White sleep and silence

Another poet I’d never heard of: James Russell Lowell, who seems, nevertheless, to bestride the nineteenth century like a Colossus. He was born and died in the same big old house in Cambridge, Massachussetts, but between his birth in 1819 and his death in 1891, he travelled the world, wrote, edited and lectured, met kings, queens and presidents, outlived two wives and three of his four children, and more than once stood on the brink of suicide. He went to Harvard at 15 to study law and returned at 36 to lecture on languages. He never practiced law. He was an abolitionist who seemed to believe in white superiority, and a temperance advocate who drank heavily. He was one of the New England ‘Fireside Poets’, a group that also included the euphonious names of Henry Wadsworth Longfellow and John Greenleaf Whittier, but he also served as America’s ambassador to Spain, then England. He edited journals: his first, The Pioneer, only lasted three issues, but in one of those appeared a short story called “The Tell-Tale Heart,” by one Edgar Allen Poe. A little later, he was the first editor of The Atlantic Monthly, now in its 158th year. He knew Emerson and the Brownings and Leigh Hunt and Henry James. He was the grandcestor of poets Amy Lowell and Robert Lowell, and the godfather of Virginia Woolf. His achievements were many but his legacy is ambivalent. His poetic vocation was sincere, but his verse was often derivative. He was both praised and pilloried by his contemporaries, and is now largely forgotten. He said of himself, “I shall be popular by and by.”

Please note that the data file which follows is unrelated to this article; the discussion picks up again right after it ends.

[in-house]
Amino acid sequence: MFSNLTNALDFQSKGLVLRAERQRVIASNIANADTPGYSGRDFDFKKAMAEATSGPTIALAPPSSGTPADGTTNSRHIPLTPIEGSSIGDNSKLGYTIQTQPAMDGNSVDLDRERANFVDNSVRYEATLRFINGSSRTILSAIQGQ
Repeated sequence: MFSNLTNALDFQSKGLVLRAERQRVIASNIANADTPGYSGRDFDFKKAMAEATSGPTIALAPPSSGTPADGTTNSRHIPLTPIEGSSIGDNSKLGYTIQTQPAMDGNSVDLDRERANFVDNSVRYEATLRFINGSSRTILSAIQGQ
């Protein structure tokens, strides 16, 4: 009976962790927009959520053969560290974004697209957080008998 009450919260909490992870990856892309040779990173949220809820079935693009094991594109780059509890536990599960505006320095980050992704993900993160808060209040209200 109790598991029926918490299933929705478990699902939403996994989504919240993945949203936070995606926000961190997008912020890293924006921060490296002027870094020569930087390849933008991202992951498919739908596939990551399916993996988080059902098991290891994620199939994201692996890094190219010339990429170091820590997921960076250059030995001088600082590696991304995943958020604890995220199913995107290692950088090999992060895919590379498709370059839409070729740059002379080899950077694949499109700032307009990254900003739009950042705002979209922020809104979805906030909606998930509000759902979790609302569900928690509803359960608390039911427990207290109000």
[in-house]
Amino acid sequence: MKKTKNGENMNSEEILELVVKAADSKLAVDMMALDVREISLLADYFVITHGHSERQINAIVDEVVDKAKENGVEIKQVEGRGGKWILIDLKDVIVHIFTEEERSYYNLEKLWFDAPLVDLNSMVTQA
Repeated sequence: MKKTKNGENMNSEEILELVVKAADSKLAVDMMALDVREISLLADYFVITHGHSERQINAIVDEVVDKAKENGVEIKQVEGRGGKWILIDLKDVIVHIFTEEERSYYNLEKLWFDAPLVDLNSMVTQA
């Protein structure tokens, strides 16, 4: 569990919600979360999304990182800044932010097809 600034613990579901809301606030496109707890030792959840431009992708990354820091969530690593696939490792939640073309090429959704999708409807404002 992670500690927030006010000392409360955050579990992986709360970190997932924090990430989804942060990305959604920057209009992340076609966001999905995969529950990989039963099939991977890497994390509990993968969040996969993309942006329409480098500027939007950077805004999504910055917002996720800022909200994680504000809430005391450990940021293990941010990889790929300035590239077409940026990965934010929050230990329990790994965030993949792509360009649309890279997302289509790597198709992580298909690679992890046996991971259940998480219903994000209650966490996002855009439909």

Here are three stanzas of his poem “An Indian-Summer Reverie,” which runs to five pages. Notably, the unrhymable word ‘purple’ appears in the poem no fewer than six times, including the variant ‘purpler,’ though never at the end of a line. It's not great poetry but there are felicities here I'd be sorry to miss.

What visionary tints the year puts on,
When falling leaves falter through motionless air
Or numbly cling and shiver to be gone!
How shimmer the low flats and pastures bare,
As with her nectar Hebe Autumn fills
The bowl between me and those distant hills,
And smiles and shakes abroad her misty, tremulous hair!

How fuse and mix, with what unfelt degrees,
Clasped by the faint horizon’s languid arms,
Each into each, the hazy distances!
The softened season all the landscape charms;
Those hills, my native village that embay,
In waves of dreamier purple roll away,
And floating in mirage seem all the glimmering farms.

O’er yon bare knoll the pointed cedar shadows
Drowse on the crisp, gray moss; the ploughman’s call
Creeps faint as smoke from black, fresh-furrowed meadows;
The single crow a single caw lets fall;
And all around me every bush and tree
Says Autumn’s here, and Winter soon will be
Who snows his soft, white sleep and silence over all.